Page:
Lin-Greenberg: I grew up in New Jersey and went to Bryn Mawr College, where I earned a BA in English with a concentration in creative writing. Throughout college, I took fiction writing classes and wrote quite a few stories for those classes. I wanted to work and live in New York City after graduating, so I figured as an English major I should apply to editorial jobs at publishing companies. I ended up not getting any of those jobs, so I took a job as a grant writer for a nonprofit in the city. I was living with my parents in New Jersey and commuting to the city each day because I wasn’t being paid anywhere near enough to afford to live in the city. My days were often twelve hours or longer, including the commute. After six months, I quit the grant writing position and got a job teaching a GED and Adult Basic Education classes to adults in Philadelphia, where I could actually afford to live. I started taking continuing education night classes in writing. Even though I’d taken all those writing classes in college, I knew I still had a lot to learn, and I wanted to build my writing skills and learn more.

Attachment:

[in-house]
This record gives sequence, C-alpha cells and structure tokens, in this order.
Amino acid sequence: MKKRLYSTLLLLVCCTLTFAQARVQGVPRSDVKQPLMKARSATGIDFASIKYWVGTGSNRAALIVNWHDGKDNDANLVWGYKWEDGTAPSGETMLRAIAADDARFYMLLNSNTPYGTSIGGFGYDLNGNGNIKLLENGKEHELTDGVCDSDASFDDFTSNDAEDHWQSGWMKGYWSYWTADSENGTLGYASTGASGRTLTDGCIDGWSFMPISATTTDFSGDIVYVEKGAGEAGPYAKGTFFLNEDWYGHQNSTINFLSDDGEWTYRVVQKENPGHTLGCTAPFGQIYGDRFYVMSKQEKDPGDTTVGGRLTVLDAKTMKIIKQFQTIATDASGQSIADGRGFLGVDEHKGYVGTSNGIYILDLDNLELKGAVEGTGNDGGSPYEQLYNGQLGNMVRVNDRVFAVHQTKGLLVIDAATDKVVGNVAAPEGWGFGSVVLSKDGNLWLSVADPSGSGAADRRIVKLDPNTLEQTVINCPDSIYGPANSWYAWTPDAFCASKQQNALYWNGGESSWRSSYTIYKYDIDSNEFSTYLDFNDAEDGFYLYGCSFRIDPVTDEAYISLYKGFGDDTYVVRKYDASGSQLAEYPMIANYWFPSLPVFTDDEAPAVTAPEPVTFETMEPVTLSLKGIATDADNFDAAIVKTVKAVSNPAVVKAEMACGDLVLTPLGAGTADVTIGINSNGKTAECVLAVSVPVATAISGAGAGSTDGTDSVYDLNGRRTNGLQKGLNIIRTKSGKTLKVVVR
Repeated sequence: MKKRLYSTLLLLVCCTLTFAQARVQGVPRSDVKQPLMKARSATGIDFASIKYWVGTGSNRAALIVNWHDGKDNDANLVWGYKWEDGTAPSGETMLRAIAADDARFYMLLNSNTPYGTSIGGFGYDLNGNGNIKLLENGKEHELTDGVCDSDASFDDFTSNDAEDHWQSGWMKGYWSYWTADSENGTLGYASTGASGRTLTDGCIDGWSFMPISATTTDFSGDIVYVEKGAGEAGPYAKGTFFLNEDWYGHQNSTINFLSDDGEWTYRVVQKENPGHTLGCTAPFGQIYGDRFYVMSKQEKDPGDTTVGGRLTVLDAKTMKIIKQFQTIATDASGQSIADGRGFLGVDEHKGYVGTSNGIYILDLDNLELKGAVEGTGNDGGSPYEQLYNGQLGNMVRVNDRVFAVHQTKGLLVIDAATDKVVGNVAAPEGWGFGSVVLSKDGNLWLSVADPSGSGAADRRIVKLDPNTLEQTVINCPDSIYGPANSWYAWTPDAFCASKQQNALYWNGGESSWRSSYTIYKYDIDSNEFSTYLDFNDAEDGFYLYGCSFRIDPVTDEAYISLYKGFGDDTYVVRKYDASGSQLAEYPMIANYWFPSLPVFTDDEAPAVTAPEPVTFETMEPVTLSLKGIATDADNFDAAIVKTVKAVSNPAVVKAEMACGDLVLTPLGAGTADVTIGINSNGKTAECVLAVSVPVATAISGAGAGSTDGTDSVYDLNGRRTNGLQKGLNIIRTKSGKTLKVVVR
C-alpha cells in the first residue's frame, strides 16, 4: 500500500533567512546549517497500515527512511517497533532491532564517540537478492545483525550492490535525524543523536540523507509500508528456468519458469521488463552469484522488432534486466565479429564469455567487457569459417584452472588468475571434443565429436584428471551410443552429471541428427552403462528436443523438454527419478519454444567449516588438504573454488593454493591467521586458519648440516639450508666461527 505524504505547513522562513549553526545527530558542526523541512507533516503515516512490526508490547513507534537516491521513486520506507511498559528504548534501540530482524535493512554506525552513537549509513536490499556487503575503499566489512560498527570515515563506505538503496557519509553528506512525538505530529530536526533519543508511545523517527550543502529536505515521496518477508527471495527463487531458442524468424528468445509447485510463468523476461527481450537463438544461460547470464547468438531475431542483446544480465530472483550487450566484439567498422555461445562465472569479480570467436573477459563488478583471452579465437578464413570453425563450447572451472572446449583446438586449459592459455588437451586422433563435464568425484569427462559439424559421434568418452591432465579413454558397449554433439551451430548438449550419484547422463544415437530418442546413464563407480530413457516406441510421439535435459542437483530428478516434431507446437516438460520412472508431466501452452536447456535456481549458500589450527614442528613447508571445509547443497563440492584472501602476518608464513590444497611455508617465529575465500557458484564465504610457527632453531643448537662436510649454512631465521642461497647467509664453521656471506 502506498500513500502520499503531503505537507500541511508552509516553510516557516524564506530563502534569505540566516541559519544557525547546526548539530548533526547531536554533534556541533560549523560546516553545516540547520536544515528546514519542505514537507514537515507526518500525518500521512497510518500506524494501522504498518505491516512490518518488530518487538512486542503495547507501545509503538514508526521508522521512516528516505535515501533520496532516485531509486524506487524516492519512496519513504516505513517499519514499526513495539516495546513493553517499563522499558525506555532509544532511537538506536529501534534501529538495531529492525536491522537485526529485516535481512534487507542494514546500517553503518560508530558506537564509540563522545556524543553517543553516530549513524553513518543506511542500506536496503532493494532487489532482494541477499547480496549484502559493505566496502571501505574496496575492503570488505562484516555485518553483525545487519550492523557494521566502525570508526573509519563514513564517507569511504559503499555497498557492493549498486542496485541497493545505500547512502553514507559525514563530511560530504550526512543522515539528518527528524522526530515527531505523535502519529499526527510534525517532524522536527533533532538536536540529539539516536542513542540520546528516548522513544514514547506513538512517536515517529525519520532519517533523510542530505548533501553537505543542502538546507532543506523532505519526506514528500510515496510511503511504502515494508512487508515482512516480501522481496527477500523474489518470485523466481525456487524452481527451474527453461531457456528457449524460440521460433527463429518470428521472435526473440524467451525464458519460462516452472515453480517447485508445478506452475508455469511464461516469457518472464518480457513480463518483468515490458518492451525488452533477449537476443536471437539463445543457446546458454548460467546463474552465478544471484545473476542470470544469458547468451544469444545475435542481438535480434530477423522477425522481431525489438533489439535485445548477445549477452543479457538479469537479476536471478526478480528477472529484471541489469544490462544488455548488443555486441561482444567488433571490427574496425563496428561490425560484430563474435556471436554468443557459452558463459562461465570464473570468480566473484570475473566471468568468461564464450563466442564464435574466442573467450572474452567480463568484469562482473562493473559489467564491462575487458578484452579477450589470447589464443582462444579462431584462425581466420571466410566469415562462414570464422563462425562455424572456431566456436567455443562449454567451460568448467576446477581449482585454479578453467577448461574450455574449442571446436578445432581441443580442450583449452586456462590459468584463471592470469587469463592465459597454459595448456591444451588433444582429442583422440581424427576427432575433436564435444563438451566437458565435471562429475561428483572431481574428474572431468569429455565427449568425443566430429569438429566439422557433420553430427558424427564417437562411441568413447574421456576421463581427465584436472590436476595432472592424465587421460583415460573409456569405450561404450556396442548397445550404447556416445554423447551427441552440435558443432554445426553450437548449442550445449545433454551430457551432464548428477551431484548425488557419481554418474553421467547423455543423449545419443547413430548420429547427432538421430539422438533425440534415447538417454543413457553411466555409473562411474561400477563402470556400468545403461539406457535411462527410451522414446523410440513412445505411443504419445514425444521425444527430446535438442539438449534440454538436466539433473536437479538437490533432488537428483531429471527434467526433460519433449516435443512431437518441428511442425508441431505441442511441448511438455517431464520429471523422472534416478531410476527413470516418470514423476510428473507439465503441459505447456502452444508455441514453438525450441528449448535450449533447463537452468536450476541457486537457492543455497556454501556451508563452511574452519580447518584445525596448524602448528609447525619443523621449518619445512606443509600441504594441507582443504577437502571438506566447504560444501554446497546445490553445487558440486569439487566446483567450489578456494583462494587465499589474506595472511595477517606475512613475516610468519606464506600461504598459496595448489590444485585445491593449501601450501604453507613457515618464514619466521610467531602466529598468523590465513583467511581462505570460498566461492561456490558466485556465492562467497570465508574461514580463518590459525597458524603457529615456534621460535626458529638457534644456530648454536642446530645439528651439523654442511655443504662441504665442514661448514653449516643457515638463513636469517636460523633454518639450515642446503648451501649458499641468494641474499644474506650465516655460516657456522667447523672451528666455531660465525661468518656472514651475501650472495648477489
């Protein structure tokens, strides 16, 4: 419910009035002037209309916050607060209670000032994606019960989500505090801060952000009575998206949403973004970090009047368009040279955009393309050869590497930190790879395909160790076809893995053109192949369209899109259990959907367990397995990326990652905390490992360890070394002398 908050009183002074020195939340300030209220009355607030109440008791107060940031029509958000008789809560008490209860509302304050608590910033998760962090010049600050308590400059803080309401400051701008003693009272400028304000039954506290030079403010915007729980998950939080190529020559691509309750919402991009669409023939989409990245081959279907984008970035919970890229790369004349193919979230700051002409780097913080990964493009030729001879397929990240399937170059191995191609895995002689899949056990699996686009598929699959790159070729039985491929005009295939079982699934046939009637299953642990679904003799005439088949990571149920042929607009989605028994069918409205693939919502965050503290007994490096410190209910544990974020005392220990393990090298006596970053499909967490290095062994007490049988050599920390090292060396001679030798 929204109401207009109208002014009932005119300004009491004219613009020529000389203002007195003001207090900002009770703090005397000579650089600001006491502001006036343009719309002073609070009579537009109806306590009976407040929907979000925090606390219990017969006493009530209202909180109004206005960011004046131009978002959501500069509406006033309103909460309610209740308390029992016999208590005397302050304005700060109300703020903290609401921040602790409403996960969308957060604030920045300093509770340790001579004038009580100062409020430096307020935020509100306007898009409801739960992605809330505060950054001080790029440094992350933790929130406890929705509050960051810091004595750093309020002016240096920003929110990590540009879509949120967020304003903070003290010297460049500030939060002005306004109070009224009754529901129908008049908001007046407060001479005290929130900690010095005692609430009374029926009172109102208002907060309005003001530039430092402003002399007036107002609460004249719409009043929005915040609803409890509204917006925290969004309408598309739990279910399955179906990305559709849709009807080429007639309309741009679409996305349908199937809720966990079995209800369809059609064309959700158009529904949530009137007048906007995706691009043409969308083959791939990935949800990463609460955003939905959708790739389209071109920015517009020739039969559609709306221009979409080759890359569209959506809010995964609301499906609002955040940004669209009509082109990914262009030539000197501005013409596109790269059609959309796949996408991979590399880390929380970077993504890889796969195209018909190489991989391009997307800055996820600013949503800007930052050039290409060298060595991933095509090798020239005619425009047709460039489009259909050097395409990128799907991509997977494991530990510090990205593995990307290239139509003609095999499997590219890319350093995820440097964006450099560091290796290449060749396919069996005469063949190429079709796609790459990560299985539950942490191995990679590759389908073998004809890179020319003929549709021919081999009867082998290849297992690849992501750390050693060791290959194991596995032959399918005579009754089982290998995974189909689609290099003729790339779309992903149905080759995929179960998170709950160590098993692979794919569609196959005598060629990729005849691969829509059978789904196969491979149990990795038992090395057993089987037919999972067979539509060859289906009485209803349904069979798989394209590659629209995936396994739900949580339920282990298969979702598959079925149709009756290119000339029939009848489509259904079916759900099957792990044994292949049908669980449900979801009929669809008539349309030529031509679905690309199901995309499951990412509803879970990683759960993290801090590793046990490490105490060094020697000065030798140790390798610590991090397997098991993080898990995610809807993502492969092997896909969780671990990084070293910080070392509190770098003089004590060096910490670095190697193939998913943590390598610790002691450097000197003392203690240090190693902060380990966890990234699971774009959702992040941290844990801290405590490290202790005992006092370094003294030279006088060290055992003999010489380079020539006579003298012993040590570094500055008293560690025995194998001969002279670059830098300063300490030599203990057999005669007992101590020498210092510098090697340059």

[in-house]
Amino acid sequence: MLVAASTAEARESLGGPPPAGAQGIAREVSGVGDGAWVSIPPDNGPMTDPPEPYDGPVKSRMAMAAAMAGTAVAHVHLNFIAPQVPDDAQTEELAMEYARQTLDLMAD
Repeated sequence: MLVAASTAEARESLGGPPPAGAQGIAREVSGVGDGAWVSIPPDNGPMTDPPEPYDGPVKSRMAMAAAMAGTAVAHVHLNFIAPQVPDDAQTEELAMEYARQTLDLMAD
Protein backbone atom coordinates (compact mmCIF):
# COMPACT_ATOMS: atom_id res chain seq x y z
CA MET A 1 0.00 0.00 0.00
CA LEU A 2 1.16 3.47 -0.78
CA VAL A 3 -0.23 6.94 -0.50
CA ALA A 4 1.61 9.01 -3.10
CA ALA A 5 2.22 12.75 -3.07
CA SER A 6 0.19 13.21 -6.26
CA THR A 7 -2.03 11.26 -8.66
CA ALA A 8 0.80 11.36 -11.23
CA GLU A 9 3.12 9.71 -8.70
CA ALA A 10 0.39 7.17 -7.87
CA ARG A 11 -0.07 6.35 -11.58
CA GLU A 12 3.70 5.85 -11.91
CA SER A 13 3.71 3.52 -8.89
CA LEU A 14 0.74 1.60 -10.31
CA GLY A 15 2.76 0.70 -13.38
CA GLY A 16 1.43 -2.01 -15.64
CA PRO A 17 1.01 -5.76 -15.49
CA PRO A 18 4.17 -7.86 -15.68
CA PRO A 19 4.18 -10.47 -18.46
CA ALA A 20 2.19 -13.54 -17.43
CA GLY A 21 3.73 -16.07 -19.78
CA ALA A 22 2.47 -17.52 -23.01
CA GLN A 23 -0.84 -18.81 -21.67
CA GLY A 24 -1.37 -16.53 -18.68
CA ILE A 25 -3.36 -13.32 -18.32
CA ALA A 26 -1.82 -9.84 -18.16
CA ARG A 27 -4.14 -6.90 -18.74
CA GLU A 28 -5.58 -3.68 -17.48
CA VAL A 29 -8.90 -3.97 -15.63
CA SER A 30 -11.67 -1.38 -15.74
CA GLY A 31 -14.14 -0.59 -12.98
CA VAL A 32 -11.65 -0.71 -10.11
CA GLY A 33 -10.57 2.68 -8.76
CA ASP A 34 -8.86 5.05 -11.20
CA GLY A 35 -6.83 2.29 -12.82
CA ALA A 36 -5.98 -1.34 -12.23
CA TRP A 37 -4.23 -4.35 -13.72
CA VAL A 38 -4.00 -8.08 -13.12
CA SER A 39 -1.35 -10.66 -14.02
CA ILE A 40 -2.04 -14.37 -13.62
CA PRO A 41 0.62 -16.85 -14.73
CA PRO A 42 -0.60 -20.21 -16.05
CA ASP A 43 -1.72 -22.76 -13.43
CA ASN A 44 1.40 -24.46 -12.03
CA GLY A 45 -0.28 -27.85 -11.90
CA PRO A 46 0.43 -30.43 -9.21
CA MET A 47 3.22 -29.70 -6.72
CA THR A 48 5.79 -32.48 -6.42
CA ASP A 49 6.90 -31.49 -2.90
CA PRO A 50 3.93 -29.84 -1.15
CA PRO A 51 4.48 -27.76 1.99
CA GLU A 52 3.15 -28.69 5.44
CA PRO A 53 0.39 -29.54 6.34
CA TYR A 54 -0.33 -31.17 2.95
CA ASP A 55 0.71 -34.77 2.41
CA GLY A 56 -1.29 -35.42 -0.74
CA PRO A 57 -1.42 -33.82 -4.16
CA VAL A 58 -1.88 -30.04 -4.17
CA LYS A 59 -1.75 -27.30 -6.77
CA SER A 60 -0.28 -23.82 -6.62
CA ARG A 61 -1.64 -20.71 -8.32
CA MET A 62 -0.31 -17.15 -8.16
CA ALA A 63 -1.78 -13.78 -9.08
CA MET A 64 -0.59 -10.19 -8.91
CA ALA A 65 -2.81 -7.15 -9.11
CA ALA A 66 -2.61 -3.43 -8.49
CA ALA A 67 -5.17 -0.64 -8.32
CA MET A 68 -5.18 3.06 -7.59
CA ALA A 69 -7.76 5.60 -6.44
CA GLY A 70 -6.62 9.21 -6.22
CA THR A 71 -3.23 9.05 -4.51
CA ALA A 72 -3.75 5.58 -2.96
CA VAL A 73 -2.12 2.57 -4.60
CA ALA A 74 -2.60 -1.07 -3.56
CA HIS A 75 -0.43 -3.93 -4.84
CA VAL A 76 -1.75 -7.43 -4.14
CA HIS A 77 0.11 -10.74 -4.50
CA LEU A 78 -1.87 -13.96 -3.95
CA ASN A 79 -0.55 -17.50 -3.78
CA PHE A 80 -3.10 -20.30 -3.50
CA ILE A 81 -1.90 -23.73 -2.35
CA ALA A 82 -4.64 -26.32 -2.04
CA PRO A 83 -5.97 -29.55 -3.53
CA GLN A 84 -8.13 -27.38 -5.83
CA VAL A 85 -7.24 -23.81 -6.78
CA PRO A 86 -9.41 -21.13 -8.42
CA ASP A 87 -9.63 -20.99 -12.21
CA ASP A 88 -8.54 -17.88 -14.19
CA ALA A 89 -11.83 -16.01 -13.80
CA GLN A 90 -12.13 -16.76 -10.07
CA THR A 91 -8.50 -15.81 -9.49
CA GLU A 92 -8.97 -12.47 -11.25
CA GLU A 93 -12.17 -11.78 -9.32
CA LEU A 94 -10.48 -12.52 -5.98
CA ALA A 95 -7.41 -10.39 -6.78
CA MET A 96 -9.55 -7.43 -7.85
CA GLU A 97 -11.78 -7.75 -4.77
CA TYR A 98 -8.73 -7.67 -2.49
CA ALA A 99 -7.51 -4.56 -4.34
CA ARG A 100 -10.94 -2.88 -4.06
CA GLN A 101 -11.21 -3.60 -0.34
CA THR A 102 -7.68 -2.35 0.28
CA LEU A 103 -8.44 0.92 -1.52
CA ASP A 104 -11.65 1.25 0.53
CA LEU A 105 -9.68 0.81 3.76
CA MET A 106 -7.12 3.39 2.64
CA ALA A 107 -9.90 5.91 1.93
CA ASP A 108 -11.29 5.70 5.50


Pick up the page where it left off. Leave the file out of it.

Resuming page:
Two years after I graduated from Bryn Mawr, I went to Temple University for an MA in English. That program was half creative writing and half literature, which was good for me because I knew I wanted to go on to study further, but I wasn’t sure if I wanted to pursue a PhD or an MFA after I finished the MA program. By the time I graduated from Temple, I knew that I loved writing and reading, but found I was more interested in producing creative writing than critical pieces, so I applied to MFA programs.

HMB: How did you transition from graduate school to teaching full time? And what’s your role like at Siena? Are you in an adjunct position?

Lin-Greenberg: No, I’m lucky to be in a tenure-track position. After my MFA, I took a position as a lecturer at Missouri State University. I got that job after I graduated from Pitt. I stayed there for two years, then took a Visiting Assistant Professorship at the College of Wooster in Ohio for three years. Then I took another Visiting Assistant Professorship at Appalachian State University in North Carolina for one year, and now this is my third year at Siena.

HMB: That’s a lot of moving around…